Hailing from the singularly vibrant musical hotbed known as Chicago, CHEER-ACCIDENT has been a creative, vital force in rock music for over 20 years. They constantly strive to surprise their audiences and themselves through relentless reinvention. From dreamy pop to angular art-rock, CHEER-ACCIDENT strikes a powerful balance between personalized and unique studio wizardry and the visceral excitement of a well-honed, explosive live rock band. The band is a quintet at its foundation, fronted by Carmen Armillas, whose powerfully emotive voice has recently led CHEER-ACCIDENT down the path of even deeper connectedness with their already-loyal audience. Presenting itself in various configurations, the band’s core personnel is frequently augmented by some of Chicago’s finest musicians. Their body of work is unparalleled in its ambition and originality, and their two
latest releases, “Fear Draws Misfortune” and “No Ifs, Ands or Dogs” (both on Cuneiform Records), demonstrate how the band continues to improve with each passing year.

After their hugely successful performance in 2013’s Rock In Opposition Festival in France,
they returned to Europe for several shows in July 2014, this time as a streamlined quartet:

Dante Kester- bass
Jeff Libersher- guitar, vocals, trumpet
Evelyn Davis- vocals. piano and its innards
Thymme Jones- drums, trumpet, vocals

So good it was to play (special shows, all of them) in front of friends from over the ocean in Poland, France and Germany. And then they came home and largely focused on the monthly releasing of material for their subscription page. No small feat, and they continue to fulfill that particular promise to this day.

Currently, the lineup would seem to look mostly like this:

Dante Kester- bass, keyboards
Jeff Libersher- guitar, vocals, trumpet, keyboards
Amelie Morgan- keyboards, vocals, oboe
Thymme Jones- drums, vocals, piano, trumpet, noises

Oftentimes, also including:

Mike Hagedorn- trombone
Carmen Armillas- vocals
Jim Drummond- swellness
Andrea Faught- everything
D. Bayne- keyboards
Sacha Mullin- vocals
Teria Gartelos- vocals
Laura Boton- vocals
Greg Beemster- vocals
Scott Rutledge- words

And sometimes Why.

The Long Version…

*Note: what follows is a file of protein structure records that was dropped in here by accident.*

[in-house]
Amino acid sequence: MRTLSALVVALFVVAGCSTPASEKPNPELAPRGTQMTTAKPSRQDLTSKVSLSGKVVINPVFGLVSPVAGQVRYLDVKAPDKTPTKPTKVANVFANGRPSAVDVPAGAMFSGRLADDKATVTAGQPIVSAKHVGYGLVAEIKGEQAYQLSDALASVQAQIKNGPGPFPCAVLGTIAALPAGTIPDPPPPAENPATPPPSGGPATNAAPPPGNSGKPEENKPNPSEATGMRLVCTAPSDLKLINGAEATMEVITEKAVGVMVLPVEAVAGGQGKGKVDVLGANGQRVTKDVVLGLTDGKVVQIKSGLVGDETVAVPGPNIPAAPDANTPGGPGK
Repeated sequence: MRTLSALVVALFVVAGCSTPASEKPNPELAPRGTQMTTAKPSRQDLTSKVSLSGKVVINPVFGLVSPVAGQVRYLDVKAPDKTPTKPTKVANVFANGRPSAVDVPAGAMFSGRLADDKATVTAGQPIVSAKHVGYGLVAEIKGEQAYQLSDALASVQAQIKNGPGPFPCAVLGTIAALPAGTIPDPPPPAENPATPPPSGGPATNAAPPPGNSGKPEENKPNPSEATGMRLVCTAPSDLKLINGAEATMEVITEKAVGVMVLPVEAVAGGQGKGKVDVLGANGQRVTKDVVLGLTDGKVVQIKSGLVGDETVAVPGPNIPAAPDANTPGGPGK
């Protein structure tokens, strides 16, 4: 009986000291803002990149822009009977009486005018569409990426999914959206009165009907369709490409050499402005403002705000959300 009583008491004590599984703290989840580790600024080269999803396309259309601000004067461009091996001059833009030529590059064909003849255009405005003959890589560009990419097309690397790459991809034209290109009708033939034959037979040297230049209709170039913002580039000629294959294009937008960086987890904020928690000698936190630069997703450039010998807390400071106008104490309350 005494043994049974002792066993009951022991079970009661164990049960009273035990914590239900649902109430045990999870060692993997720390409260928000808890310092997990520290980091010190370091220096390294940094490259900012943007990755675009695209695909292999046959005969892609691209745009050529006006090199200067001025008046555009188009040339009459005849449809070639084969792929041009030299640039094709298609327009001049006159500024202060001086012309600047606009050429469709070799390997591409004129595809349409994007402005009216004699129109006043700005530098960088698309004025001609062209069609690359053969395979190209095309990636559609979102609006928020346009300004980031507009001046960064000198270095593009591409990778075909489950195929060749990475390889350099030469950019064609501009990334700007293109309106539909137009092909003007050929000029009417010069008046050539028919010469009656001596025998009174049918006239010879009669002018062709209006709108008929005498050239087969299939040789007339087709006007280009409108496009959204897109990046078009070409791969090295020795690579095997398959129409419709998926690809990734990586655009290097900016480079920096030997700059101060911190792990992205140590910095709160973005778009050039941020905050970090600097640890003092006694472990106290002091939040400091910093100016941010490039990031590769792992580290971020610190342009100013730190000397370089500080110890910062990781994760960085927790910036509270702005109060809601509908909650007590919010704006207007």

CHEER-ACCIDENT began literally in the opening seconds of 1981 during a New Year’s brainstorming party which included Thymme Jones on piano, Mike Greenlees on drums, and Jim Drummond on stream-of-consciousness vocals. Three months later, the group found a name via a category of greeting cards that Thymme noticed at a Hallmark store in Palatine, Illinois. The next several years yielded many independently-produced cassettes by CHEER-ACCIDENT (which, during this time, was really a rather fluid community of up to nine musicians ) with music that ranged from quirky pop songs to intricate extended rock compositions to free improvisation and noise. For the most part, the only ones to ever hear these musical adventures were the people taking part in them. On July 17, 1987, at a place called The Igloo in Chicago, this all suddenly changed: CHEER-ACCIDENT unleashed itself to the public in the form of a dissonant, hard-hitting, and bombastic power trio, featuring Chris Block on bass, Thymme Jones on drums, and Jeff Libersher on guitar. CHEER-ACCIDENT (which had most definitely become a band by this point) had (oddly and instantaneously) found itself to be a a very formidable live entity; They were– right from their debut performance– a visceral rock machine. A little over a year later, this lineup released its first full-length (vinyl) album, entitled “Sever Roots, Tree Dies.” The power trio served as a mere foundation for what turned out to be quite a sprawling and mature work which utilized a multitude of instruments (mellotron, trumpet, synthesizer, flute, piano, etc.) to realize these ambitious compositions. A year after that (fall of ’89), the band stripped back down to its basic rock trio format, enlisted Steve Albini as their engineer, and recorded “Dumb Ask,” which was a wholly successful mutation that somehow combined elements of “Red” era King Crimson, “Western Culture” era Henry Cow, ’80s Chicago post-punk, and AC/DC. In early 1990, they recruited Phil Bonnet on second guitar and proceeded to push the polyrhythmic dissonance further and further. However, in the fall of ’94 they shocked the post-punk and avant-rock worlds, of which they had been precariously straddling, by releasing a CD of meticulously crafted and heartfelt pop songs, called “The Why Album.” The public reaction to this CD was (in equal measure) confusion, alienation, anger, and reverence. (A dozen years later, “What Sequel?”, which was its followup, was far more immediately and universally embraced for its unabashed foray into the world of pop.) The classic 90s formation (which, in addition to Libersher, Jones, and Bonnet, included Flying Luttenbacher alumnus Dylan Posa) maintained a commitment to progressing in terms of musical complexity, but also went very far down the path of exploring extramusical possibilities. Some of the shows at that time devolved into absurdist “skits” between band members or bizarre interactions with the audience, causing people in attendance to wonder if the show was still going on or not. The boundary between “performance” and “real life” was oftentimes thoroughly blurred. One particularly memorable Lounge Ax show ended with Thymme (who had memorized an entire 10-minute Buddy Rich rant) berating the members of the band. The auxiliary personnel onstage at that moment (including legendary trombonist Jeb Bishop) had no idea this was going to occur. On January 31, 1999, the band went into the studio and recorded the basic tracks to the classic epic, “Salad Days.” Less than 48 hours later, Phil was found dead in his automobile of what was presumed to be a brain aneurysm, thus ending a magical and extremely productive era in the history of CHEER-ACCIDENT. Right before the dawn of the new millennium, just when CHEER-ACCIDENT was seriously considering calling it a day, guitarist Jamie Fillmore was kind and gracious enough to magically fall from the sky and into the band. Suddenly, it was once again time to forge ahead creatively, as the band performed more shows together, and wrote more material in a shorter amount of time, than had any previous incarnation. This highly fertile era culminated with the recording of the 74-minute “Introducing Lemon” in 2002, which remains arguably the band’s best work. Immaculately recorded by Steve Albini in his dream studio, Electrical Audio, this full-length (and then some) release explores a dizzying blend of musical styles, from Zeppelin-esque bombast to folk-tinged Americana to Stravinsky-flavored progressive rock to cinematic drama. Shortly after the completion of this epic, Dylan departed for New Orleans. Fillmore, Libersher, and Jones went on to experiment with various different lineups, but existed largely as a trio for the next two years, composing the the music for the comic fantasy “Gumballhead The Cat.” In the summer of 2004, U.S. Maple guitar eccentric Todd Rittmann replaced Fillmore. In typical CHEER-ACCIDENT multiple-personality fashion, the band explored new worlds via uncategorizable, largely improvisational rock with Rittmann on guitar– but they also performed pop music from the (aforementioned) “What Sequel?”, often with Rittmann on drums (along with newer recruits Sheila Bertoletti on piano, Andrea Faught on trumpet, and Alex Perkolup– another ex-Flying Luttenbacher– on bass). This version of the band (which also occasionally included Eorl Scholl on drums) eventually gave way to the trio of Perkolup, Libersher, and Jones, which toured the U.S. extensively in 2007 with Sleepytime Gorilla Museum. During this time, the seeds were being sown for an album idea that the band had been storing in the back of its mind for many years: Their “tailor-made Cuneiform release.” After a successful European tour in the spring of ’08, the band returned home to record perhaps their most compositionally ambitious album to date, “Fear Draws Misfortune.” This sprawling work rivals “Lemon” in terms of its diversity, but it certainly trumps it in terms of sheer musical density and complexity. There is a subtle nod to the band’s very first release, “Sever Roots,” in that it has a definite narrative arc while utilizing myriad instruments, studio techniques, and orchestration. This time out, however, instead of playing all of the instruments themselves, the band takes advantage of a disparate range of musicians, who– each in their own way– bring great musical insight and wisdom to the table. The impressive personnel on this CD includes: Chicago free improvisation hero, Fred Lonberg-Holm on cello, the brilliant and ubiquitous Carla Kihlstedt on vocals and violin, Aleks Tomaszewska on vocals, Dave Smith of Poi Dog Pondering on baritone sax, and many others. “Fear Draws Misfortune,” released in January 2009, reveals a fortuitous intersection of great vitality and vibrancy between Cuneiform (a record label with boundless integrity that’s been in existence for two and a half decades) and CHEER-ACCIDENT (an essential band with a storied career that’s been around just as long). This long overdue marriage, which neatly coincided with a timely (and quite lengthy) article in Signal To Noise magazine, hurled CHEER-ACCIDENT into deliciously uncharted territories of the international psyche. Spring/Summer 2011 showed the band to be at its most energized, releasing their 17th album, “No Ifs, Ands Or Dogs (also on Cuneiform), while making their third jaunt to Europe. Recent addition, vocalist Carmen Armillas, proved to be a great asset to the band: Thymme was freed up to focus primarily on the drumming, while Carmen inhabited the music so thoroughly that the emotional core of the music was never compromised. The Summer 2011 European tour was followed by a lengthy hiatus from the public eye, as longtime bassist, Alex Perkolup, exited the band in favor of focusing on his role as primary composer/musical director of the stunning Chicago ensemble, Lovely Little Girls. While CHEER-ACCIDENT remained hidden inside its hermitage, writing and recording a plethora of new material, Dante Kester (an extraordinary bass player from Minneapolis), graciously decided to relocate to Chicago, specifically with the intention of joining the band! This move had quite a rejuvenating effect, and his inaugural performance at Mayne Stage in Chicago (6/22/13) was a rousing success, as CHEER-ACCIDENT whipped out music from every phase of its history. The Summer of 2013 found CHEER-ACCIDENT once again embracing ridiculousness, playing three shows in Chicago, each one with different personnel (by design!) and with completely different set lists: There was the aforementioned “smorgasbord” of a show, powerfully fronted by Carmen Armillas; then there was the PRF BBQ performance, displaying the “power trio” approach; and, finally, the half-improvisatory quintet, featuring recent Mills College graduate, Evelyn Davis, on piano innards and voice, was invited to participate in the Summersonic series at ESS. It is this particular lineup that then flew to France to perform at the Rock In Opposition Festival (alongside such luminaries as Univers Zero, Soft Machine and Faust), as well as a few other shows in Europe along the way. Upon returning home, CHEER-ACCIDENT resumed its formidable recording pace, having pledged to release a new song each month via a new subscription page. 2013 turns into 2014 turns into 2015 turns into 2016 and they continue.